So what are the downsides? Well, in my mind, the fact that the analog secondary display relies on jeweled movement is a pretty serious problem. In the end, this is a millevolt meter that has been waterproofed and calibrated against the high-output O2 sensors to read PO2. As an electronics geek, I can testify that these millevolt meters break pretty easily when subjected to a shock. Even though I love the idea of being able to read my PO2 independently of the electronics, I worry that “the brick” just won’t stand up to the inevitable bumps and thumps on a dive boat. I also don’t like the little wheel it uses to select the individual sensors. I do a lot of diving in cold water, and I worry that this might be difficult to operate with thick gloves on.
The PRISM is made of plastic. Is this a bad thing? Most likely not, but I’m just not much of a plastic sort of guy. There is just something about nicely machined alluminium that makes me happy, and this rebreather doesn’t really have much of that going for it. It’s nicely machined, but it’s nicely machined plastic and to me, that’s a downside. Granted, there are some very good arguments for using plastic as a material. It makes the PRISM the lightest rebreather I evaluated, and plastic is wonderful about not corroding in salt water. Will the fact that the unit is plastic be cause for concern about the durability of the unit? Who knows?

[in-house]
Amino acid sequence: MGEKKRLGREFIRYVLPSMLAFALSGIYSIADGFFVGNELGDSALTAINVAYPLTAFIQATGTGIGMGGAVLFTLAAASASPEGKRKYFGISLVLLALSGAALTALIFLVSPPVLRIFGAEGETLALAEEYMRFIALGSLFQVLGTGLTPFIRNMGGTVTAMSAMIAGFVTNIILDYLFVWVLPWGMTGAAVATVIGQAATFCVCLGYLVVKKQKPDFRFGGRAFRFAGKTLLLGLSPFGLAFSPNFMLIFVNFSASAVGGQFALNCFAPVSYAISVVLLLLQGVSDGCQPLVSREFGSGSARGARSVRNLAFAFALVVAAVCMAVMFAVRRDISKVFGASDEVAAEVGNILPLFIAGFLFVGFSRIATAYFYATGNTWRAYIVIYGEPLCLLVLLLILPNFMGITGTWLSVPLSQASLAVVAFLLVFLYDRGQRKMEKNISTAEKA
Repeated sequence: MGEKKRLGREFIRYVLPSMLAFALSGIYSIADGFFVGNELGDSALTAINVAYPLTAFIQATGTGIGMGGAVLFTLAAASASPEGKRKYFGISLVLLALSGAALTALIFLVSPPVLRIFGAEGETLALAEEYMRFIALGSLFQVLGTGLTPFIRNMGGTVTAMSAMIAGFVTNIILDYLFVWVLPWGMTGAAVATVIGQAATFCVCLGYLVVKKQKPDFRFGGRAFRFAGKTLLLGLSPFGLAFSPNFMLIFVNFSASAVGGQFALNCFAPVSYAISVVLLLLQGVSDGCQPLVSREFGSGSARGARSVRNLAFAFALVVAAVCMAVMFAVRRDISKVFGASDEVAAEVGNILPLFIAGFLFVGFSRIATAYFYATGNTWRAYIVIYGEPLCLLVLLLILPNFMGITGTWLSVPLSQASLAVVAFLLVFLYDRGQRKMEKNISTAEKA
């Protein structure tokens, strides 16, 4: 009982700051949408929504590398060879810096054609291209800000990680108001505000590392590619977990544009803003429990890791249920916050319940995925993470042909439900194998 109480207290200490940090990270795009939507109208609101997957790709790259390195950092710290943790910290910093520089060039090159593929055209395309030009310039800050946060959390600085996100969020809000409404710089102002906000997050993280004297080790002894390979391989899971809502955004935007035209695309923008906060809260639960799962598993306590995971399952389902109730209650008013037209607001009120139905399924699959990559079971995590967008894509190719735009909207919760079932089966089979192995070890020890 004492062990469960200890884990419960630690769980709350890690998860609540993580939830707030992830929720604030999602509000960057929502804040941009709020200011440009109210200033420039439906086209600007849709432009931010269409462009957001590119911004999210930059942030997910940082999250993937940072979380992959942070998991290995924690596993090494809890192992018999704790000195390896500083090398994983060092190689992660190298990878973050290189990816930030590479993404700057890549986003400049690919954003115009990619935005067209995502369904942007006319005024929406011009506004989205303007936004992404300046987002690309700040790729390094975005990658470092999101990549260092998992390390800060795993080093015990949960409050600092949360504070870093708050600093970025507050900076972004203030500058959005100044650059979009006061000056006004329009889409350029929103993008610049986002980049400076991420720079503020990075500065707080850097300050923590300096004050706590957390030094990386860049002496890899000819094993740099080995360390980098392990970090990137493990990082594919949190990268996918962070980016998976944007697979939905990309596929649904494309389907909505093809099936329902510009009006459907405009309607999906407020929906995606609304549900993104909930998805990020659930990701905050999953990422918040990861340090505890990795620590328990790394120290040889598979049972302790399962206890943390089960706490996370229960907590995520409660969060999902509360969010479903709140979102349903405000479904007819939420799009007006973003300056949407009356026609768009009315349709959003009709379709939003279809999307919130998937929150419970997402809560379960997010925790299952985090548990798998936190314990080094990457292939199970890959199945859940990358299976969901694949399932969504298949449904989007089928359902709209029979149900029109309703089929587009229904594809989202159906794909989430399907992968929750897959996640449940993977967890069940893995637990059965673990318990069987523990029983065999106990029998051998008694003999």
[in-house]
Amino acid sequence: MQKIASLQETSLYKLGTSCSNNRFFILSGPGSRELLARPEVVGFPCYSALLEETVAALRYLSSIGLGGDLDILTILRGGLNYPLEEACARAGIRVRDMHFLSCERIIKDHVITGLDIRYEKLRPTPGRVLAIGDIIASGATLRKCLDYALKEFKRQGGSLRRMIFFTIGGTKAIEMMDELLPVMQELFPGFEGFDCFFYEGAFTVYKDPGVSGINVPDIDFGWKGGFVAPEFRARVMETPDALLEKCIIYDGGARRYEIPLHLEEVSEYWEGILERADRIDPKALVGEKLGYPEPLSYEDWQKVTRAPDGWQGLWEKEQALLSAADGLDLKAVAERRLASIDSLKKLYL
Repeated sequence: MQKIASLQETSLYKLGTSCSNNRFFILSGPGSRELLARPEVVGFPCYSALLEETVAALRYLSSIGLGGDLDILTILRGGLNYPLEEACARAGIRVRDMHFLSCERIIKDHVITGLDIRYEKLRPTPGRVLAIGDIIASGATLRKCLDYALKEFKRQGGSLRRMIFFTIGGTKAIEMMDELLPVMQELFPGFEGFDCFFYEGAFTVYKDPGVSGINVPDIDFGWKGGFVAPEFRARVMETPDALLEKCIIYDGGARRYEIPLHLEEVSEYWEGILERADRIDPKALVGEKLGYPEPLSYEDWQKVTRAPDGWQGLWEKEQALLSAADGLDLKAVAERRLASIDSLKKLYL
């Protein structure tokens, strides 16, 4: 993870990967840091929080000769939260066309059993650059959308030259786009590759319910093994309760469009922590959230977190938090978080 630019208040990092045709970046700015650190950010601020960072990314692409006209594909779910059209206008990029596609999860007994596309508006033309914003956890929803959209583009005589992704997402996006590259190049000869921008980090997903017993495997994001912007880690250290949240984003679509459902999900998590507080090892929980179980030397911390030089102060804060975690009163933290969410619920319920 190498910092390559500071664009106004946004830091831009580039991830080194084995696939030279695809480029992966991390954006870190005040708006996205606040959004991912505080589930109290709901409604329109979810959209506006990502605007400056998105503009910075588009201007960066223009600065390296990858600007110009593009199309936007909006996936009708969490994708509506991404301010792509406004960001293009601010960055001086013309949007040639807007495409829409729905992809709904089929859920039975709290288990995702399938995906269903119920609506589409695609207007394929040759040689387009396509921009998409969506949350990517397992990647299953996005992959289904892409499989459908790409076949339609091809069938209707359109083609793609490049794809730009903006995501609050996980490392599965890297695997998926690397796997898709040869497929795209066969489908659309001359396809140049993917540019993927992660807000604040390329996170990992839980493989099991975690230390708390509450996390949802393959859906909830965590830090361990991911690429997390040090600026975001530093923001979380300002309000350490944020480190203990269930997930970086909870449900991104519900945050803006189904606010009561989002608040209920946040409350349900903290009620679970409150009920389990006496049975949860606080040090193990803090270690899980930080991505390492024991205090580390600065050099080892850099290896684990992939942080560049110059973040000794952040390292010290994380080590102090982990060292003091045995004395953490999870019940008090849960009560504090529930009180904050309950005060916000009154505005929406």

The tanks are attached via velcro straps. This is really not a problem, but it’s certainly not as cool as the Tiger Gear hard mounts found on the Meg. From everything I’ve heard, the unit is very solid when put together, but I don’t think I would be able to strap aluminum 80’s into the thing.
Finally, and most importantly, there is something that bothers me about having only a heads up display and an analog secondary as instrumentation. Sure I can tell what the PO2 is by watching the HUD, and double check it against each individual sensor by toggling “the brick”, but I really want to be able to easily see each sensor’s readout on redundant digital displays. In my opinion, SMI has taken away from the usability of the unit in every day diving by making sure you can stay fully closed circuit even with a total electronics failure. It’s always a balance, and I certainly appreciate the fault tolerance, but I think they’ve planned a little too much for the worst possible case. This is, of course, all just conjecture, as I have never even dived the thing. It’s just how I imagine it would be.
So that’s my feelings on the PRISM Topaz. Remember, I have never even seen the unit, let alone dived it, so please comment if I have made any glaring errors.
The Megalodon is made by Inner Space Systems, and is the brainchild of ISC owner and CEO Leon Scamahorn. I first got a chance to see the Megalodon on the Nautilus Explorer after a friend had bought one, and I was very impressed. It is a very serious looking unit and has a distinctively hand-made, one-off feel to it.